Management Success Tip #174: If Engaged Employees Are Great, Inspired Employees Are Even Better!

Recent research shows that although engaged employees are by far better for your company’s productivity than dissatisfied or even satisfied employees, inspired employees outpace even engaged employees by over 150%!

The table below tells the tale:

Inspired Employees are Most Productive Employees

 

 

 

 

 

 

So how do you get your employees up past the satisfied level into engaged, busting into inspired?

Garton and Mankins suggest that you start by looking at foundational elements: “If people are constantly struggling with unnecessary meetings, cumbersome approval processes, and routine obstacles, they are unlikely to be satisfied, let alone engaged or inspired.”

Ask yourself, for example: how many meetings can you slash from your employees’ calendar? Including virtual ones? How can you better streamline the meetings that are actually necessary? Can you tighten up the agenda?

What is your approval process? Is there duplication of steps? As simplistic as it may sound, people prefer a one click-through process to a three or four clicks-through to get something done. How close is your approval process to a “one-click” style?

And so on. Review your basics, and you have much better chances of cultivating an environment where employees are inspired, not just doing what it takes to get by.

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Management Success Tip #172: Engage Employee Cooperation By Asking Open-Ended Questions

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Even as children, most of us didn’t like to be told what to do. And although a certain amount of “Here’s what you must do” is obligatory in any business, there are many times when “What” or “How” open-ended questions are more effective.

For example, “How do you think your task could best be accomplished?” “What resources do you think you might require?” invite consideration by your employee as to just with what and how they might meet a desired goal. More importantly, open-ended questions invite dialogue, and dialogue, in turn, is how positive relationships are born.

Successful managers foster positive relationships between themselves and those who report to them: not necessarily friendships, but certainly relationships of mutual respect and appreciation.

You can, of course, lead by commanding, but that has proven to be an increasingly less effective strategy. Leading by engaging is far more powerful, and inviting dialogue is a prime way of engaging.

People always cooperate better with a decision they’ve had a hand in creating. Asking open-ended questions that invite dialogue is a sure way of facilitating your employees’ role in making, and then adhering to, those decisions that apply to them.

Management Success Tip #169: Your Company’s Higher Purpose Will Attract Purpose-Driven, High Performing Employees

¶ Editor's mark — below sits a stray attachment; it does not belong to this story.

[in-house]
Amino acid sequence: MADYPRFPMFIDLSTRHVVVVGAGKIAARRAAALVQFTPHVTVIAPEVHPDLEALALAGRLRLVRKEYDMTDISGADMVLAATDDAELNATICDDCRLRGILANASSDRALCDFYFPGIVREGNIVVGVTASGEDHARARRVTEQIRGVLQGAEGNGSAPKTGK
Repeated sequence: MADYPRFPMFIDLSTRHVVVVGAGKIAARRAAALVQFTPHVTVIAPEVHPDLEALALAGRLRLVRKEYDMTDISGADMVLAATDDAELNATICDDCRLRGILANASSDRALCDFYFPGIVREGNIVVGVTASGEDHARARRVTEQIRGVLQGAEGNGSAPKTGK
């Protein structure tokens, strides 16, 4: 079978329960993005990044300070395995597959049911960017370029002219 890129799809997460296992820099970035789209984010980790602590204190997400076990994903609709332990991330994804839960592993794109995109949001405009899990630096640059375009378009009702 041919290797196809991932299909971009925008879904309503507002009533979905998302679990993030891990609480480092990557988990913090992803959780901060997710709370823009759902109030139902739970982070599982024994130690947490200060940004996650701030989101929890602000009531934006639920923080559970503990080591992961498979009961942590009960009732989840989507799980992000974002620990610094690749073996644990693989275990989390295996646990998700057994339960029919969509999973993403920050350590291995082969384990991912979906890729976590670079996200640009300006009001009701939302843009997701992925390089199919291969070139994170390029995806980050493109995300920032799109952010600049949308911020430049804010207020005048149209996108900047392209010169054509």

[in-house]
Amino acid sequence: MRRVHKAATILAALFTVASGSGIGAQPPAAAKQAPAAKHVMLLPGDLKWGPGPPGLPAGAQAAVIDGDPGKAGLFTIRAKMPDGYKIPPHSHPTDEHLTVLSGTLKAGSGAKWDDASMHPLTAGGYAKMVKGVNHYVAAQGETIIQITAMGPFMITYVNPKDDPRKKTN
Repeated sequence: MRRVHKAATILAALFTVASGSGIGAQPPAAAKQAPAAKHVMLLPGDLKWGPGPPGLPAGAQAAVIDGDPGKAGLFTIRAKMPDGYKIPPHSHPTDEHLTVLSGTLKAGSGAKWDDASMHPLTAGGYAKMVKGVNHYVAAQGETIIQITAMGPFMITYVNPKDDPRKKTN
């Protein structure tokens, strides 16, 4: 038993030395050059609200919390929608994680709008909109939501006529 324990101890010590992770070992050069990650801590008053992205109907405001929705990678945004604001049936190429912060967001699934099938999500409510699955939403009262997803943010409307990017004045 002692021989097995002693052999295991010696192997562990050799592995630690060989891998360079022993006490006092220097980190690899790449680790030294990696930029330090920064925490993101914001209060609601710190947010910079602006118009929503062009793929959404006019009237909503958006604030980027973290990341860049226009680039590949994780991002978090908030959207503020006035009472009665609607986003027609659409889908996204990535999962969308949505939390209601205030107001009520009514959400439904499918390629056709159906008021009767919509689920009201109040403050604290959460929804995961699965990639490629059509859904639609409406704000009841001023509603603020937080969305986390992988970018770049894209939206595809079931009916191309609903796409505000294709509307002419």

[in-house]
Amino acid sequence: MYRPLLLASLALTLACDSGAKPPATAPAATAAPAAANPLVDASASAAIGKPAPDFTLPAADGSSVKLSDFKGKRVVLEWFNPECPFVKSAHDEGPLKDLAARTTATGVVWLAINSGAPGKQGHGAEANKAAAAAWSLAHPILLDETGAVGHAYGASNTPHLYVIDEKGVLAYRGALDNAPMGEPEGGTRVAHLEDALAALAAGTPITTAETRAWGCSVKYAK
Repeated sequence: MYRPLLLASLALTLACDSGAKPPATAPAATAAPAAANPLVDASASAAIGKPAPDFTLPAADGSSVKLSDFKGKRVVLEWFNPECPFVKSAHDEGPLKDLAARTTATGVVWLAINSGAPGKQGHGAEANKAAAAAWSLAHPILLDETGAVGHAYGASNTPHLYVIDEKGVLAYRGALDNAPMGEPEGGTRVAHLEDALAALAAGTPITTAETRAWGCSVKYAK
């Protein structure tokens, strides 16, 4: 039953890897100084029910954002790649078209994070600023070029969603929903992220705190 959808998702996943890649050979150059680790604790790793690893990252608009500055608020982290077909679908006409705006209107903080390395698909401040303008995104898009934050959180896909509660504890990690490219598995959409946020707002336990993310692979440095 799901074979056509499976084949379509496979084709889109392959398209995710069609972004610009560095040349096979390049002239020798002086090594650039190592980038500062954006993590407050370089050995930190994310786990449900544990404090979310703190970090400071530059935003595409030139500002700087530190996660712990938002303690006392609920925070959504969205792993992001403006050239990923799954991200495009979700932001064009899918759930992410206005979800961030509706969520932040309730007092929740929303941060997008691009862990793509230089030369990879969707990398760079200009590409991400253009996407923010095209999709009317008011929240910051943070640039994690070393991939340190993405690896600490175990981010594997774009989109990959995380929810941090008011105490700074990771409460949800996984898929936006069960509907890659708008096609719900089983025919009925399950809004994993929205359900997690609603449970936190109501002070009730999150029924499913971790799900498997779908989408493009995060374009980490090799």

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There’s a story told of bricklayers carefully applying mortar to brick, constructing a wall. Most of them, when asked “What are you doing,” replied, “Building a wall” (“duh” implied). But one bricklayer, when asked what he was doing, replied, “I’m building a cathedral.” As indeed, in the bigger picture, he was.

Today’s workers want to be building cathedrals. Not in the literal sense, of course, but in the sense of greater purpose.

Increasingly, workers are asking that their jobs have meaning, have a purpose. That the companies they work for, the workplace where they spend the majority of their waking hours, have a social mission, or at the very least, a purpose greater than simply selling widgets.

For example, Kickstarter, the crowdfunding platform, redefined its corporate structure so as to prioritize its social mission (funding creative projects) over profits: it became a public benefit corporation. With that, Kickstarter’s jobs page received a stunning increase in visits of 33%.

Now, where “purpose-driven employees” and “profits” align, is that workers who are purpose-driven, will work harder for companies with a greater purpose. So it is in your best interest, not only to look for potential hires who are purpose-driven, but to define your company’s purpose in a way that will attract those very hires, support their best performance, and retain them.

Your statement of greater purpose must be genuine, however. Purpose-driven workers are quick to sniff out any attempt at manipulation-via-greater-purpose-statement, and with the help of social media, the backlash would be swift and merciless.

Management Success Tip #167: What’s “Meaningful Work” Anyway? Find Out by Asking!

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People expect more from work now than a paycheck and decent working conditions. Especially the younger generations (read 40 on down) want purpose, a sense that their work is meaningful. It is what makes them happy. Studies have shown that workers are motivated most powerfully by making progress at something that is personally meaningful.

But what is that? What is personally meaningful to one employee may not be personally meaningful to another.

Don’t guess. You’re hardly the man behind the curtain: ask!

What Monique Valcour calls the “coaching” function of management: “. . . restrain your impulse to provide the answers. Your path is not your employeeʼs path. Open-ended questions, not answers, are the tools of coaching. You succeed as a coach by helping your team members articulate their goals and challenges and find their own answers. This is how people clarify their priorities and devise strategies that resonate with what they care about most and that they will be committed to putting into action.”